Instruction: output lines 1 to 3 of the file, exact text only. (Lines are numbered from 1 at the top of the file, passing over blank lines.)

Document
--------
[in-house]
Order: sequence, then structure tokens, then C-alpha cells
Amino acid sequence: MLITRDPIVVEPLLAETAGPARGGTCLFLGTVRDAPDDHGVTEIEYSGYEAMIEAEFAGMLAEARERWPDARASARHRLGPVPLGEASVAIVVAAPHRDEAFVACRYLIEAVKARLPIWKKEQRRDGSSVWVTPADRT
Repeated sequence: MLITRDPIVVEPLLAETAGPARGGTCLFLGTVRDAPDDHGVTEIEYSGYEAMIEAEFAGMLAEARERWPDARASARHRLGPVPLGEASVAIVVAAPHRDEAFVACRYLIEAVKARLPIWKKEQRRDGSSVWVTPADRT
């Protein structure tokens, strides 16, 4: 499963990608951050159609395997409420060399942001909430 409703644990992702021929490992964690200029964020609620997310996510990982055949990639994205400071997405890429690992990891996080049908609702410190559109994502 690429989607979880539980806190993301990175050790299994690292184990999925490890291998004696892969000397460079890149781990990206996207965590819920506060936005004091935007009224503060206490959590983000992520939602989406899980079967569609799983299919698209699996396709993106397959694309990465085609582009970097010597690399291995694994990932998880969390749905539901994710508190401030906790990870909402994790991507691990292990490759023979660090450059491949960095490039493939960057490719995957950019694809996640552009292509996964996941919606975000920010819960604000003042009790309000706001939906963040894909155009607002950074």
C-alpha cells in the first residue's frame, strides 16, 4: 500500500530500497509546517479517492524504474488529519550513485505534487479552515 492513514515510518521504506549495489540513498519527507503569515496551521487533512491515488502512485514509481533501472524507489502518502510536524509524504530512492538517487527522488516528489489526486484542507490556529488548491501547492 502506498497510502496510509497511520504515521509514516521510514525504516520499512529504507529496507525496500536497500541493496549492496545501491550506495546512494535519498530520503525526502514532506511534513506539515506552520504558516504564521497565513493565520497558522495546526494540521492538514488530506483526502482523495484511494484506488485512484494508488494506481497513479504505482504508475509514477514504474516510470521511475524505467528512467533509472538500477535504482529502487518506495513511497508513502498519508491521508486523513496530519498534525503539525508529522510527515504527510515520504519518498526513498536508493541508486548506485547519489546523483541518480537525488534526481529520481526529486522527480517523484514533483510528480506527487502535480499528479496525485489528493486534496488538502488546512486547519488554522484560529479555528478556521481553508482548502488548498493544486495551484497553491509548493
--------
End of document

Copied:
[in-house]
Order: sequence, then structure tokens, then C-alpha cells
Amino acid sequence: MLITRDPIVVEPLLAETAGPARGGTCLFLGTVRDAPDDHGVTEIEYSGYEAMIEAEFAGMLAEARERWPDARASARHRLGPVPLGEASVAIVVAAPHRDEAFVACRYLIEAVKARLPIWKKEQRRDGSSVWVTPADRT